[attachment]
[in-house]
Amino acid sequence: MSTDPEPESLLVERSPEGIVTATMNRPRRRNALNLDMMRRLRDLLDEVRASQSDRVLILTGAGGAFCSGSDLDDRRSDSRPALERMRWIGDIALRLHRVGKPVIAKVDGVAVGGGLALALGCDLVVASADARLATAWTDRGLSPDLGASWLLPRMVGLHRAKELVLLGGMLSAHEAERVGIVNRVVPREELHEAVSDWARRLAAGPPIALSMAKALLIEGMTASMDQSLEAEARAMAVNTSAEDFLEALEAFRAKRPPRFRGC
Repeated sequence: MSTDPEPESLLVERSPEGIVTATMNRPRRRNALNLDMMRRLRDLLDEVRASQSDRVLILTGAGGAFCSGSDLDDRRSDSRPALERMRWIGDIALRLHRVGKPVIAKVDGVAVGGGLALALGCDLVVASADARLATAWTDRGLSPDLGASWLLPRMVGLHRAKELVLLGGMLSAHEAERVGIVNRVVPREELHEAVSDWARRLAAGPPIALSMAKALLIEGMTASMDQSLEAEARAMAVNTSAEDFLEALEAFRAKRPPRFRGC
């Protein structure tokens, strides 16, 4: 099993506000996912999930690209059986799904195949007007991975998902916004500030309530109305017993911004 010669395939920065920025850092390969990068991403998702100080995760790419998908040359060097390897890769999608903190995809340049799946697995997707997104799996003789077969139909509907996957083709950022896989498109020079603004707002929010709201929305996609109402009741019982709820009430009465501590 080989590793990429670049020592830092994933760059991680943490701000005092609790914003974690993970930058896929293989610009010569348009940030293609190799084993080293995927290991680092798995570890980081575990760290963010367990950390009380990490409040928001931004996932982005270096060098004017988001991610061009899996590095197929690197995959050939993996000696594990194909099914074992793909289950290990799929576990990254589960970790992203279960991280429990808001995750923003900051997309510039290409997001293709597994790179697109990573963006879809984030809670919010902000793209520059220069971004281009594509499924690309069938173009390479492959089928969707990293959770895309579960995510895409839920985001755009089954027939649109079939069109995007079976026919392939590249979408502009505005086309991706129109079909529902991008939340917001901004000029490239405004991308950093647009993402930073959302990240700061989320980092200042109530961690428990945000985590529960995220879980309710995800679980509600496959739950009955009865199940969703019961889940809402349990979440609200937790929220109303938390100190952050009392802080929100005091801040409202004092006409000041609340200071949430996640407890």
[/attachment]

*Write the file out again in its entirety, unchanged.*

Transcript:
[in-house]
Amino acid sequence: MSTDPEPESLLVERSPEGIVTATMNRPRRRNALNLDMMRRLRDLLDEVRASQSDRVLILTGAGGAFCSGSDLDDRRSDSRPALERMRWIGDIALRLHRVGKPVIAKVDGVAVGGGLALALGCDLVVASADARLATAWTDRGLSPDLGASWLLPRMVGLHRAKELVLLGGMLSAHEAERVGIVNRVVPREELHEAVSDWARRLAAGPPIALSMAKALLIEGMTASMDQSLEAEARAMAVNTSAEDFLEALEAFRAKRPPRFRGC
Repeated sequence: MSTDPEPESLLVERSPEGIVTATMNRPRRRNALNLDMMRRLRDLLDEVRASQSDRVLILTGAGGAFCSGSDLDDRRSDSRPALERMRWIGDIALRLHRVGKPVIAKVDGVAVGGGLALALGCDLVVASADARLATAWTDRGLSPDLGASWLLPRMVGLHRAKELVLLGGMLSAHEAERVGIVNRVVPREELHEAVSDWARRLAAGPPIALSMAKALLIEGMTASMDQSLEAEARAMAVNTSAEDFLEALEAFRAKRPPRFRGC
């Protein structure tokens, strides 16, 4: 099993506000996912999930690209059986799904195949007007991975998902916004500030309530109305017993911004 010669395939920065920025850092390969990068991403998702100080995760790419998908040359060097390897890769999608903190995809340049799946697995997707997104799996003789077969139909509907996957083709950022896989498109020079603004707002929010709201929305996609109402009741019982709820009430009465501590 080989590793990429670049020592830092994933760059991680943490701000005092609790914003974690993970930058896929293989610009010569348009940030293609190799084993080293995927290991680092798995570890980081575990760290963010367990950390009380990490409040928001931004996932982005270096060098004017988001991610061009899996590095197929690197995959050939993996000696594990194909099914074992793909289950290990799929576990990254589960970790992203279960991280429990808001995750923003900051997309510039290409997001293709597994790179697109990573963006879809984030809670919010902000793209520059220069971004281009594509499924690309069938173009390479492959089928969707990293959770895309579960995510895409839920985001755009089954027939649109079939069109995007079976026919392939590249979408502009505005086309991706129109079909529902991008939340917001901004000029490239405004991308950093647009993402930073959302990240700061989320980092200042109530961690428990945000985590529960995220879980309710995800679980509600496959739950009955009865199940969703019961889940809402349990979440609200937790929220109303938390100190952050009392802080929100005091801040409202004092006409000041609340200071949430996640407890």